PhotoIs sugar bad for you or good for you? The answer, of course, is: “It depends; some sugar is an absolute biological/nutritional necessity for human bodies to function (which is why we evolved the tendency to crave it in the first place), but if you live in a modern Westernized technological society, there's a very good chance your own diet contains far more sugar than is healthy.”

So in the past few generations there have been countless attempts to discover some type of sugar substitute that will deliver all the delicious sweetness of sugar with none of the health risks too much sugar can cause.

And there's still debate in scientific circles over just how useful these sugar substitutes actually are; to offer just one example, a study out of Yale last autumn suggested that dieters (or anyone seeking to either lose weight, or avoid gaining any) who use artificial sweeteners might actually be worse off than dieters who eat regular sugar, basically because the sugar cravings generated in your brain will not go away unless the brain receives certain chemicals which your body only makes after breaking down genuine sugar.

In other words, artificial sweeteners might do nothing to satisfy your sweet tooth.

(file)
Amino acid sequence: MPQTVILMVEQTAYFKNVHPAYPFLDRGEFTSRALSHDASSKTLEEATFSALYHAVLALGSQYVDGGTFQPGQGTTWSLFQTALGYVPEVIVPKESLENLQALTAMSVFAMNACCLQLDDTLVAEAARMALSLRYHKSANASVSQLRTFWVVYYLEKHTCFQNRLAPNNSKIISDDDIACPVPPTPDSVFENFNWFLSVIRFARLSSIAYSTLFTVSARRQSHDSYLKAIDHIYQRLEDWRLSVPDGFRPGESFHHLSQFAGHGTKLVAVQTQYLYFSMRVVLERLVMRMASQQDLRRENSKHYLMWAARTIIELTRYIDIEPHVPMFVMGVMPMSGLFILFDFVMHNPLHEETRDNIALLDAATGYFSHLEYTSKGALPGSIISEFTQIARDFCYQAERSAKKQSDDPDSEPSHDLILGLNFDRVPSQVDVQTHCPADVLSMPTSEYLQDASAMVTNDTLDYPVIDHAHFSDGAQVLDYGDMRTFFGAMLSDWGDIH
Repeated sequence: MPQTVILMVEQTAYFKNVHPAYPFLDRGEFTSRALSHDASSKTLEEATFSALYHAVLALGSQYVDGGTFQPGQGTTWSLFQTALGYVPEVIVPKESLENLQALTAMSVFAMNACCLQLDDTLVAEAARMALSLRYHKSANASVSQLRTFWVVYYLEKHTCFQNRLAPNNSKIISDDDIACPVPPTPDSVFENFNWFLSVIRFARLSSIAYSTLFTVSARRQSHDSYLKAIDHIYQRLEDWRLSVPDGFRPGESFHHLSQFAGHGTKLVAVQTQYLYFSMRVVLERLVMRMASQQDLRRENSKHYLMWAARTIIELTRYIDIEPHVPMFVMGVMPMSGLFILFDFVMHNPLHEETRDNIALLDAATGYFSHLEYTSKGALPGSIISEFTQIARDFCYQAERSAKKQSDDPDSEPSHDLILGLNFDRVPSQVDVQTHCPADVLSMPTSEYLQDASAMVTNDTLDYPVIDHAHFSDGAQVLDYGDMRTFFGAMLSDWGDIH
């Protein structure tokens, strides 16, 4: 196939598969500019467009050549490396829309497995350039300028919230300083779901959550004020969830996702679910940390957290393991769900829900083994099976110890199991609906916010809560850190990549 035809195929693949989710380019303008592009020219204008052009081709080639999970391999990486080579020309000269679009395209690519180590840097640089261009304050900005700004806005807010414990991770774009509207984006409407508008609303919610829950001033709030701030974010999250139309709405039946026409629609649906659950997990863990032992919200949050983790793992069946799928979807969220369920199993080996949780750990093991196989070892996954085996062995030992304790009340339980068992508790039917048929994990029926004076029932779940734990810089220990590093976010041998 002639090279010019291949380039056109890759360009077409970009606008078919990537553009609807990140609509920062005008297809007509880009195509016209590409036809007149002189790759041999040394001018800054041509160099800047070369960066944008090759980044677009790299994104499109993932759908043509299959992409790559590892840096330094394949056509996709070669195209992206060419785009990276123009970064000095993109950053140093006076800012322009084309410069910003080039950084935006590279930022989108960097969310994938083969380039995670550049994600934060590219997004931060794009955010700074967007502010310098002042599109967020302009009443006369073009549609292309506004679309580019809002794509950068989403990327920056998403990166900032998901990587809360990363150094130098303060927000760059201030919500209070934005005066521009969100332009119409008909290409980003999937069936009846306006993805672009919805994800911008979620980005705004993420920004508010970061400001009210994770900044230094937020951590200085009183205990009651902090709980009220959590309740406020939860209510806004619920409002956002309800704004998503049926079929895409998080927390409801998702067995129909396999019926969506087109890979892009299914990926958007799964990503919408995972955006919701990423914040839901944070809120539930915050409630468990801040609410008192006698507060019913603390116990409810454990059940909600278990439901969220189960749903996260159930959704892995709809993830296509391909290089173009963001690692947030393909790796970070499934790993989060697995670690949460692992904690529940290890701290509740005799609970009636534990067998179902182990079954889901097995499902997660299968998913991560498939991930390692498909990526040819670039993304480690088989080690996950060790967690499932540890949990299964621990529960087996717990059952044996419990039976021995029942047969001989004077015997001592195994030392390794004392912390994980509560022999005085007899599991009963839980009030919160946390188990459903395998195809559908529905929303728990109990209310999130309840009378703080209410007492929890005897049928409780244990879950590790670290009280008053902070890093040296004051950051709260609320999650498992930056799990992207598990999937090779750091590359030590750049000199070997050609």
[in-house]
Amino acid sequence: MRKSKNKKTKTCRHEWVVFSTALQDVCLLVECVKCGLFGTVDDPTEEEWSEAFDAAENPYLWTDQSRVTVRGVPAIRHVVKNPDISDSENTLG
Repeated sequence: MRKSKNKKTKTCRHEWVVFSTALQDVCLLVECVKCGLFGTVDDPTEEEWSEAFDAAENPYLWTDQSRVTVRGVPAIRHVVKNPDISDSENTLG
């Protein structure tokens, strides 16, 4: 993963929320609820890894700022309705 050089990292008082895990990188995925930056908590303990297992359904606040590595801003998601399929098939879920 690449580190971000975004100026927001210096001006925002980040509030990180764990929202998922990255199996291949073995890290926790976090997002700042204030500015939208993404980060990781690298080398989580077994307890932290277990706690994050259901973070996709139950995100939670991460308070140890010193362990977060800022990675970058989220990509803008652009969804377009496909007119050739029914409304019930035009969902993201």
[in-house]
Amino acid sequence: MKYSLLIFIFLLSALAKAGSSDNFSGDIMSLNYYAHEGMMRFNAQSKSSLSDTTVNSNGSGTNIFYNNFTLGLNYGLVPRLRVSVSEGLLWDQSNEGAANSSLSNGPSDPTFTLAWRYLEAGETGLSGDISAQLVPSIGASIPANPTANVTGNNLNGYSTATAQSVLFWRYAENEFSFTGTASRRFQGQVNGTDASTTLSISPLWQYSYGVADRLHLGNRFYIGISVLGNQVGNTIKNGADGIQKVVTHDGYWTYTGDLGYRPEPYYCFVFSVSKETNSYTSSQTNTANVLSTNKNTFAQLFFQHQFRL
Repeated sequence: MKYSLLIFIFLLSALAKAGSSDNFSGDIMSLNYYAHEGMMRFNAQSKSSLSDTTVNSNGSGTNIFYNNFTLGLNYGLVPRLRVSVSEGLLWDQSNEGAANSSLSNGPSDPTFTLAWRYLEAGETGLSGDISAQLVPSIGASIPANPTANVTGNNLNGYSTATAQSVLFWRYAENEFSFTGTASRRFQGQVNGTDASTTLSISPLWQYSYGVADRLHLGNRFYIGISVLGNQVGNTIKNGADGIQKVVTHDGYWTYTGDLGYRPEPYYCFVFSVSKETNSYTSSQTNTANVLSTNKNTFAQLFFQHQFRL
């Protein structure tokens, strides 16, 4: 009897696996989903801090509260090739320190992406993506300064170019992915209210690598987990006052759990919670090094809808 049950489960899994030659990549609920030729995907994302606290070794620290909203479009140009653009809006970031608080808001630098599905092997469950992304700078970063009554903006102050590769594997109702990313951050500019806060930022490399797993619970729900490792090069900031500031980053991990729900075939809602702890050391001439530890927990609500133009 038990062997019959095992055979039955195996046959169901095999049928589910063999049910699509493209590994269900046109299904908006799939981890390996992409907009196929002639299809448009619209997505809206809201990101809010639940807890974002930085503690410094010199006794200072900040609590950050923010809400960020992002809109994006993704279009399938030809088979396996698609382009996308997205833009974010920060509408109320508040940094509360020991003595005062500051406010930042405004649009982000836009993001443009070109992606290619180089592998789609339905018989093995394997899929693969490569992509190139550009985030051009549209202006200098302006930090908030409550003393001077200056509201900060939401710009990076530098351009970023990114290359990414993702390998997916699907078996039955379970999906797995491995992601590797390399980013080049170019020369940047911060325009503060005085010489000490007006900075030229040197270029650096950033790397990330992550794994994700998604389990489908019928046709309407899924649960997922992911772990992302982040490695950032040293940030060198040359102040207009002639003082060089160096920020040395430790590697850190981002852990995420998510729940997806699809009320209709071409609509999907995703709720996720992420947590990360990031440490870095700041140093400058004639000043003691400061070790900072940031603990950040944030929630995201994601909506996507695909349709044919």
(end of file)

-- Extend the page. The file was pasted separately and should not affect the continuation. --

Sweet tooth

Bear this is mind next time you read articles touting the alleged miracle attributes of stevia, a plant extract reputed to be from 250 to 300 times sweeter than sugar (though even stevia fans admit it tends to leave an unpleasant, licorice-type aftertaste).

Like this article, which the UK's Daily Mail published on March 17 to specifically discuss stevia and other sweeteners' potential to reduce the high levels of sugar consumption commonly found in the British diet.

Evan assuming stevia really is as wonderful as its most fervent advocates say — no health effects compared to sugar, no ill effects at all except for the bitter aftertaste (which is easy to mask with oher ingredients)  it's still important to remember that too much emphasis on sugar levels in your diet can blind you to other potential problems.

There's an actual name for this – “over-compromising” – the best example of which is found in the old joke about the self-defeating guy who drinks a diet soda in lieu of a regular one, then rewards himself by eating a few donuts: calories are calories, and if you consume too many overall, reducing your consumption in one area won't matter if you increase it in another.

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